First, it's important to know that websites ending in ".com," ".org," and ".net" are available for purchase, meaning anyone can publish content on these sites, regardless of knowledge on any particular topic. Typically, it's best to evaluate sources ending in a ".edu" (designated for educational institutions) or ".gov" (designated for governmental organizations) as being more credible than others you might find. Of course, we've all probably looked at websites ending in ".edu" only to find a teacher's third grade class's research papers or have visited an organization such as National Geographic, which is quite valid and does end in a ".com." Therefore, these address endings aren't hard-and-fast rules but are a good starting point for your evaluations.
After checking the web address, consider the author of the information. Is he or she an expert in the field? Does the author provide educational background or work experience in some sort of biographical link? If you can't even find an author listed or if there is little to no information about the author of the information, that's a red flag about the credibility of that information.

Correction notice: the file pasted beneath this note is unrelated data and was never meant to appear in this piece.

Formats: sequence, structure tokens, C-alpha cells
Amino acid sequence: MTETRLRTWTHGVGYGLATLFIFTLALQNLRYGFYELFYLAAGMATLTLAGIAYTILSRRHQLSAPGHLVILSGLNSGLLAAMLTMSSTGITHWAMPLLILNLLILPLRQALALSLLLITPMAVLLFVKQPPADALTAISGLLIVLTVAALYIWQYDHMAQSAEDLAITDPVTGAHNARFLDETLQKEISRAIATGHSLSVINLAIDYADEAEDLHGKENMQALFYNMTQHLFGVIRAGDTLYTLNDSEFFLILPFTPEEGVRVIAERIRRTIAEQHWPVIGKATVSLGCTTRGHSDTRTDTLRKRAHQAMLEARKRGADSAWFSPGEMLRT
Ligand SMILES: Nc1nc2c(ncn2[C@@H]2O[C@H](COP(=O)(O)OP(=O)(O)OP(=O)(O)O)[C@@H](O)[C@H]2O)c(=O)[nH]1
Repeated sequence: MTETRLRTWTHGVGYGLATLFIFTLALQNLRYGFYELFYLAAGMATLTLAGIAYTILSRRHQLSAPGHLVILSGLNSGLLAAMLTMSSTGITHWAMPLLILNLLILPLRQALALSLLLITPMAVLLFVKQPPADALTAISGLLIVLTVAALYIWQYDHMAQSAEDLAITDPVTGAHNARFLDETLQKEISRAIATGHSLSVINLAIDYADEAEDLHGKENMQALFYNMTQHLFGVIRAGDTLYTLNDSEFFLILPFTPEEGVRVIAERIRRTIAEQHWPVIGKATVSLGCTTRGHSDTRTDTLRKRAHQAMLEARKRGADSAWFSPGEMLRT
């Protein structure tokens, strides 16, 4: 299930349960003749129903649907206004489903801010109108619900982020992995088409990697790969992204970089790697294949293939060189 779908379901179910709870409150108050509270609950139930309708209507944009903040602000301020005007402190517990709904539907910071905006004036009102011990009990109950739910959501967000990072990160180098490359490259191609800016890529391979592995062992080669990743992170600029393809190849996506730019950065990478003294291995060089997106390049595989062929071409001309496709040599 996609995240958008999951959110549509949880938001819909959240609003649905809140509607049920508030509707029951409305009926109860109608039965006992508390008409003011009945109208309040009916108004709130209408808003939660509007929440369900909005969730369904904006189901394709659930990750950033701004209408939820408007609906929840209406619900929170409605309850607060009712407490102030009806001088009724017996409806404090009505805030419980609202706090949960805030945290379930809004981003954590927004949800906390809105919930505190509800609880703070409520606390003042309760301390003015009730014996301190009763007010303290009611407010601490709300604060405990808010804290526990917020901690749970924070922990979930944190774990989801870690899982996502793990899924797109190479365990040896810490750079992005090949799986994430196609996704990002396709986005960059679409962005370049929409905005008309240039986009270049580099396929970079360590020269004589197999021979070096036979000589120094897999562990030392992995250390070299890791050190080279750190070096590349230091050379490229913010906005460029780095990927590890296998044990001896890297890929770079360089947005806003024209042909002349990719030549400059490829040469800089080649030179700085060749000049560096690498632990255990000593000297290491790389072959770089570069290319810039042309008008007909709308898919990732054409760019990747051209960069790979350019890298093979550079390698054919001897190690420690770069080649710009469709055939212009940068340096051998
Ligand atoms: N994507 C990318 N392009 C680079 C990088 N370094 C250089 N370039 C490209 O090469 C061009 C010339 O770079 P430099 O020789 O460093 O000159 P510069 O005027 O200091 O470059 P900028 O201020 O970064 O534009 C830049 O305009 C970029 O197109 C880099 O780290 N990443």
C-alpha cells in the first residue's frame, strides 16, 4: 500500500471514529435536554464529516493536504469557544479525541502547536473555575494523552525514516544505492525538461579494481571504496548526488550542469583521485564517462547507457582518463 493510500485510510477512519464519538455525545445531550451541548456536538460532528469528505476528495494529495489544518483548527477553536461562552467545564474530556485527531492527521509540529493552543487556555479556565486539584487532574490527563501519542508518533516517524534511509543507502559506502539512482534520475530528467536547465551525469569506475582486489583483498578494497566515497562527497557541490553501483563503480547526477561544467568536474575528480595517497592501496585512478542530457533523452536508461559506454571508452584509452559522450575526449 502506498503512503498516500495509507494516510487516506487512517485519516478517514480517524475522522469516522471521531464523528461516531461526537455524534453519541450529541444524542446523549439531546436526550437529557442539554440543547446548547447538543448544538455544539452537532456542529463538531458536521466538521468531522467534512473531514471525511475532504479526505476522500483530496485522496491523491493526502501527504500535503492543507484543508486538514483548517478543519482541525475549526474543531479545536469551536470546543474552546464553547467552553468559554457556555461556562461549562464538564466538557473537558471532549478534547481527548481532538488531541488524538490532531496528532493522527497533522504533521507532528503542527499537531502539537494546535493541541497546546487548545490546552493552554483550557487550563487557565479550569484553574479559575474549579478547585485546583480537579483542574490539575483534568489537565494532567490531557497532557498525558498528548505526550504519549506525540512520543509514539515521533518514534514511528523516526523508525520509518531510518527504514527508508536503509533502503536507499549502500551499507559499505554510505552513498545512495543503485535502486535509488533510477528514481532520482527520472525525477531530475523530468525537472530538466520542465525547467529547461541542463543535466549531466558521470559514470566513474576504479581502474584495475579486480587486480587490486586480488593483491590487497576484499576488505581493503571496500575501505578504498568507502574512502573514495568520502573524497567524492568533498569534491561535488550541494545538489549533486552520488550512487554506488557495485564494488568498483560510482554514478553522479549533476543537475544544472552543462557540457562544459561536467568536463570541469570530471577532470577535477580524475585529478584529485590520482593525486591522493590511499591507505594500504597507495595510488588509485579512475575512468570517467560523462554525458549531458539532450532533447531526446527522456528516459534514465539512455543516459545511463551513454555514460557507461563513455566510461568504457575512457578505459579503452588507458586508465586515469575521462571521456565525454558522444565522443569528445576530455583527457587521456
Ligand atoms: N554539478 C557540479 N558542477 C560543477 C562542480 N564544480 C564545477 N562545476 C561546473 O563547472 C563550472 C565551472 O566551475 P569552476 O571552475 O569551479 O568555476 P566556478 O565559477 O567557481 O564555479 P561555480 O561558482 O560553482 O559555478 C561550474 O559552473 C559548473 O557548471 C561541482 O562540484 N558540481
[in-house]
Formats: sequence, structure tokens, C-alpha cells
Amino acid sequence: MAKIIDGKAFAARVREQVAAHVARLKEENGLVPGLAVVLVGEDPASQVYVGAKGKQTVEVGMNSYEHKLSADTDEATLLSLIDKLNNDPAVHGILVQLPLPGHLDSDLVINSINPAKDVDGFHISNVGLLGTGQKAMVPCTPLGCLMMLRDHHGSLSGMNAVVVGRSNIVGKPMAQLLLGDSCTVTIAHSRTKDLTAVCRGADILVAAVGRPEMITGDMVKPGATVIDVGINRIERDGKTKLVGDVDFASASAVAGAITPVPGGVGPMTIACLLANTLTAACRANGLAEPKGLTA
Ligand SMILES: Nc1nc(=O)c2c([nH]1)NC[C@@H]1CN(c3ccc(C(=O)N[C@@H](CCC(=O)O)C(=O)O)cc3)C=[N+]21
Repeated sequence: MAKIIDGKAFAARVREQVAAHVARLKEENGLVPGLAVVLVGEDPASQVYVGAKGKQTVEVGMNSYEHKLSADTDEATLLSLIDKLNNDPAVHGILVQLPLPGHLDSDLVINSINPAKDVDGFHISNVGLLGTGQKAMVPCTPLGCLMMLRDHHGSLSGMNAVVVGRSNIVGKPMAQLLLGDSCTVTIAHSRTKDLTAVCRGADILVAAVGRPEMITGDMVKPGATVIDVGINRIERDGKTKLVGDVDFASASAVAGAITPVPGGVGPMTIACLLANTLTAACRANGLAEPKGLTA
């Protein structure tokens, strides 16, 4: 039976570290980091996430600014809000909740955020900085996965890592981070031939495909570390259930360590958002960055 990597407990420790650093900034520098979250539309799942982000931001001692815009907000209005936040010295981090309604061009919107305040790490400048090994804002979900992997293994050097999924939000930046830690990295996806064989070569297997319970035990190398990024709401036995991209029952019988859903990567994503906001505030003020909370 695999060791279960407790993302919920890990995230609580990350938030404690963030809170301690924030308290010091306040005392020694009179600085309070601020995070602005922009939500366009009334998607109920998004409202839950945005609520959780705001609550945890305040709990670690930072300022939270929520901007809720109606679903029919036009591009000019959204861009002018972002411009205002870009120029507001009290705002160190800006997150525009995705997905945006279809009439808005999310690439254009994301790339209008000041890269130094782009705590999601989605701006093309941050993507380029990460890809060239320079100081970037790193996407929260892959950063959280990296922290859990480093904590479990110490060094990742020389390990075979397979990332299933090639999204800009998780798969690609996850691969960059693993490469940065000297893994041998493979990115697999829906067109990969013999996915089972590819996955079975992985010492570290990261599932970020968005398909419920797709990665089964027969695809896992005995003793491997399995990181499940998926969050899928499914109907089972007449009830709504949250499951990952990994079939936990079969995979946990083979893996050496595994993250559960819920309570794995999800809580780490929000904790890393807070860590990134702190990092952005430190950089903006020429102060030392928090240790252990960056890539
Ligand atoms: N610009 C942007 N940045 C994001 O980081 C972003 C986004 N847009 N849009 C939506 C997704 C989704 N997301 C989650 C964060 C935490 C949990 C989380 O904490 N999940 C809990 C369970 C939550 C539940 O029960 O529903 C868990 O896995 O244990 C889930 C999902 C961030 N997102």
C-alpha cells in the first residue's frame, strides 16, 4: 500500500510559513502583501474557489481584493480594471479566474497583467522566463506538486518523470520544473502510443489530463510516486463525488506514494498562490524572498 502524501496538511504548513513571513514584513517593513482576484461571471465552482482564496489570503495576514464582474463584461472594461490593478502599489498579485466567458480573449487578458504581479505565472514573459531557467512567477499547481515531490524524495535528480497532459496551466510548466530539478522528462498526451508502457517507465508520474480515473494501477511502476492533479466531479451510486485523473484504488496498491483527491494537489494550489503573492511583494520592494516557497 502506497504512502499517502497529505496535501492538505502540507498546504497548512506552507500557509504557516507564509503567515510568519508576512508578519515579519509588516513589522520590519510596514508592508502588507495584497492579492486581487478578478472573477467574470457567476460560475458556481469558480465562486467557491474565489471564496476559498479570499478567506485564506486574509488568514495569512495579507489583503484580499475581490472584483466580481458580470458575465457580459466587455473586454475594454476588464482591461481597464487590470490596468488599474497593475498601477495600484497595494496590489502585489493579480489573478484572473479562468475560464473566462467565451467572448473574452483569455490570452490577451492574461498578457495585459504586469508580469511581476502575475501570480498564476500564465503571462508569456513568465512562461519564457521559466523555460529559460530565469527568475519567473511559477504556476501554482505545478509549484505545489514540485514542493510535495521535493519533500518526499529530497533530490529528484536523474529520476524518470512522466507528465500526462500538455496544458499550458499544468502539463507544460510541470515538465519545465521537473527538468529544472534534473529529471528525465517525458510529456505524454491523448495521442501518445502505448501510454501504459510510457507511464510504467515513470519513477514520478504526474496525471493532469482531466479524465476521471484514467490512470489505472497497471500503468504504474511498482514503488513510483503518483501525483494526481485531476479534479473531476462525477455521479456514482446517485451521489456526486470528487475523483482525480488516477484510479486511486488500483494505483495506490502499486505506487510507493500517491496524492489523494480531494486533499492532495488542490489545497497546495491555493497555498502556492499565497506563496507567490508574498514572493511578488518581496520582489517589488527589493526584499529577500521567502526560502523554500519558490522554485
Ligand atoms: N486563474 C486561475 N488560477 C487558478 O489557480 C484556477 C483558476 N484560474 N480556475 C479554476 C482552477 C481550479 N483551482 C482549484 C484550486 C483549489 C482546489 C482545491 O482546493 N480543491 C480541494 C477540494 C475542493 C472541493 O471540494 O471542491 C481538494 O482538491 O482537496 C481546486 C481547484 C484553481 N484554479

Also check the date of publication. This is typically found near the bottom of the web page in small print. Of course, you really want the most updated and current information possible when researching, so if the information was published in 2012 and hasn't been updated since, that could really weaken the credibility of your information. For some topics, this makes a bigger difference than others. Consider how much information has changed about social media, for example, since 2012. An online article about the impact of social media written eight years ago is not going to provide the most relevant information today.
Does the article seem to be written from an objective point of view? Or does it present a clear bias? You want to gather information from sources which allow you to do your own evaluation, not rely on sources which are clearly presenting only one side of any particular argument. Cross-reference information you find to be sure that the information seems accurate based on other research.
Does the author provide her own footnotes and links to research presented in the article? Doing so greatly increases the validity of the findings. If you can follow the trail of the author's research, that shows that she is being intentionally transparent.
It's also good to check for paid sponsorships affiliated with the posted research. Of course, an article written about the effects of germs and sponsored by a major cleaning brand might have monetary gain as its primary goal, not completely unbiased information.
I hope this helps as you evaluate online literature. Good luck!